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An Analysis of Citizen Kane

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Rebecca B.
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  1. Introduction
  2. Consequences of Kane's death
  3. 'Declaration of Principles'
  4. Scenes that attract the viewer's attention
  5. The first flashback
  6. Conclusion

Citizen Kane (1941) is the first film to be co-written, directed, produced, and starred in by the same man: Orson Welles. It tells the fictional story of newspaper mogul Charles Foster Kane, with many similarities to the life and story of real-life media tycoon William Randolph Hearst. The film begins eerily by showing the gates of Kane's ?palace? Xanadu, cloaked in fog and accompanied by foreboding music. From there, the viewer sees an old man laying in his deathbed. He whispers the word ?rosebud? as he passes away, and a snow globe slips from his fingers and shatters on the floor.

After Kane's death, the film goes on to show a newsreel about his life. The information in the newsreel is not enough to the editor though, he wants information about the man that C.F. Kane was, and he wants to know who or what rosebud is. He sends an eager reporter, Jerry Thompson, to interview people from Kane's life in an effort to find out more about the mystery of Kane and rosebud. Over the course of the film Thompson gains insight on Kane from five sources. He first attempts to interview Kane's second wife, Susan Alexander, but she refuses to see him, so he moves on.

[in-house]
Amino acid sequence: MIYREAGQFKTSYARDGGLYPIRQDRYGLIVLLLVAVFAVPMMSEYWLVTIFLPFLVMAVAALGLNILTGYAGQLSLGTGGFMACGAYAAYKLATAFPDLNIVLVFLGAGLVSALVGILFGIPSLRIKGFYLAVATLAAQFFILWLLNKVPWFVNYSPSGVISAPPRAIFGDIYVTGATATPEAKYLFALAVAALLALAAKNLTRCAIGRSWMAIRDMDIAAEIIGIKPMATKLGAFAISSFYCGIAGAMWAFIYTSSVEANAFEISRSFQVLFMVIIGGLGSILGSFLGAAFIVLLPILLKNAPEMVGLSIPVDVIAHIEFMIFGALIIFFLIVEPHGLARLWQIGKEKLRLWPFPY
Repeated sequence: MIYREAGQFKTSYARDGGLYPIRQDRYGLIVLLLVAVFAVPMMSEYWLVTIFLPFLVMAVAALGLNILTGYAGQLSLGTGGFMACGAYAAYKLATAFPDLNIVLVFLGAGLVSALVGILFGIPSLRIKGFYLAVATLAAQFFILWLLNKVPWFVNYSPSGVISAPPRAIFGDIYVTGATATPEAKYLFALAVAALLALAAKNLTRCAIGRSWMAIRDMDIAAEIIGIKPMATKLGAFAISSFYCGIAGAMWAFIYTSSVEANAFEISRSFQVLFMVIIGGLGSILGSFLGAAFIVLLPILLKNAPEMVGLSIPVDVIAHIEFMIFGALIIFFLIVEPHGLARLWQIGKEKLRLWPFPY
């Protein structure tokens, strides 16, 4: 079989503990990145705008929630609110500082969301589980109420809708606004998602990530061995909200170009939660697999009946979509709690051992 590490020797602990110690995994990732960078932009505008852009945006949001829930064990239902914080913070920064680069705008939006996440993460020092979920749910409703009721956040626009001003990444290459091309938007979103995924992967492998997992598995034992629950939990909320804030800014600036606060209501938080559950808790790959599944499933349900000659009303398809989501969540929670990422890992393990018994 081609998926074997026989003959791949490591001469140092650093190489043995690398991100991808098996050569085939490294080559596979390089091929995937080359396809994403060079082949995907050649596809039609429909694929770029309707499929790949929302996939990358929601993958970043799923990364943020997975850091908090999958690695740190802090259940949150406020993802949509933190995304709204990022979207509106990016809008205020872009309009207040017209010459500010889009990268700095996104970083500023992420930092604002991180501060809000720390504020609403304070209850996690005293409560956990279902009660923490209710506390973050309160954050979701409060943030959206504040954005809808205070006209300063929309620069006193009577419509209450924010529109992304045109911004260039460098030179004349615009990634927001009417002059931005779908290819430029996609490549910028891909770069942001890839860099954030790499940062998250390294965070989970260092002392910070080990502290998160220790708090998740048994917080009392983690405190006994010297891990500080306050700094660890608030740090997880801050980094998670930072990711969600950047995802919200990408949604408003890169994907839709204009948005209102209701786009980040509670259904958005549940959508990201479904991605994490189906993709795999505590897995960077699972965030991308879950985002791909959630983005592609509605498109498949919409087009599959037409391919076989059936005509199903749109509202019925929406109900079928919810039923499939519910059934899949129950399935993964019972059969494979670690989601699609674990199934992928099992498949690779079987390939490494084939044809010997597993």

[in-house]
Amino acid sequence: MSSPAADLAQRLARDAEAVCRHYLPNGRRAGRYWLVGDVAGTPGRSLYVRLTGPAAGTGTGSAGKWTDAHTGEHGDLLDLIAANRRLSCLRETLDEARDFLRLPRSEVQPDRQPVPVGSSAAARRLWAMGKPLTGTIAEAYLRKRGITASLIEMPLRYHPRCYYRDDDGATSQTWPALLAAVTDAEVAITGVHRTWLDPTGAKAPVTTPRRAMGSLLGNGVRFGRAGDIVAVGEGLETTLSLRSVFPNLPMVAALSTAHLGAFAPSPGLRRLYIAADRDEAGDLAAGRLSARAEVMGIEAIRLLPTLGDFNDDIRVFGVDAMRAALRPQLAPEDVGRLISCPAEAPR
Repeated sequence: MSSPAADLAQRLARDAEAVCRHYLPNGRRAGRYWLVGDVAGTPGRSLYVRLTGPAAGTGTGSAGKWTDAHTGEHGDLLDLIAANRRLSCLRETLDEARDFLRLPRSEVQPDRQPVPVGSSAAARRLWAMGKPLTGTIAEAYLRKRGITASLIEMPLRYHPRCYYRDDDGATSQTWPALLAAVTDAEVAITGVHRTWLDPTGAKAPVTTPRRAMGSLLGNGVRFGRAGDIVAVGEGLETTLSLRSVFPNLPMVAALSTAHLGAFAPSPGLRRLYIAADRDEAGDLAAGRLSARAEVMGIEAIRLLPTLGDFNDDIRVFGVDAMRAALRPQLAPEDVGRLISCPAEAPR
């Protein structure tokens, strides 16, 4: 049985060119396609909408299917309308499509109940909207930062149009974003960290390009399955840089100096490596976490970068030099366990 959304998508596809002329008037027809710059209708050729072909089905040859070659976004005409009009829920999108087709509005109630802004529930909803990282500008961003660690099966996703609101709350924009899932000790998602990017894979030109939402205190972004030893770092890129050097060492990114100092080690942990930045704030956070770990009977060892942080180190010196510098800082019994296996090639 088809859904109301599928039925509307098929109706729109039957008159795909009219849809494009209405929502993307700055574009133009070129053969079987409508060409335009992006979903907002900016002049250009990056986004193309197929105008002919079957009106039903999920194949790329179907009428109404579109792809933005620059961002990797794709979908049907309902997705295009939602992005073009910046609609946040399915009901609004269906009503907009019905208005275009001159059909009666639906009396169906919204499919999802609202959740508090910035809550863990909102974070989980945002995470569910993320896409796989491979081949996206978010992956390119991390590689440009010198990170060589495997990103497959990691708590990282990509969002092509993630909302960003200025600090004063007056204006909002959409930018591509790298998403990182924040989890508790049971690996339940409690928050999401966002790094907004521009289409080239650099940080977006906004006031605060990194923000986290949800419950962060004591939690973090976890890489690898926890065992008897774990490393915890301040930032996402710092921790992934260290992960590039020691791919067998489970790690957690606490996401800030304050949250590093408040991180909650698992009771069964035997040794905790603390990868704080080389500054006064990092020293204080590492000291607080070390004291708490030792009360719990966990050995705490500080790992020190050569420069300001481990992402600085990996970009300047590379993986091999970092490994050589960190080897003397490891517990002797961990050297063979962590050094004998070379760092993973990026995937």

[...] Second, the controversy around the story of Citizen Kane also led to much publicity for the film, most likely having at least some contributing factor to its current status. William Randolph Hearst fought hard to prevent the film from being released, and he was unsuccessful, but Welles was still met with much opposition as a result of the fight. As much as he tried to deny that the film was not based on Hearst, it is obvious that it was. [...]


[...] Jed Leland was also present when Kane created his ?Declaration of Principles?, and he is the next person that Thompson goes to see. Leland's memories of Kane are not quite as fond as Bernstein's, but they offer Thompson insight nonetheless. Thompson then successfully attempts to speak to Susan Alexander a second time. She talks of her life with Kane, but like all of the previous interviewees, cannot tell Thompson the meaning of rosebud. Running out of people to speak with, Thompson turns to Kane's butler at Xanadu, Raymond. [...]

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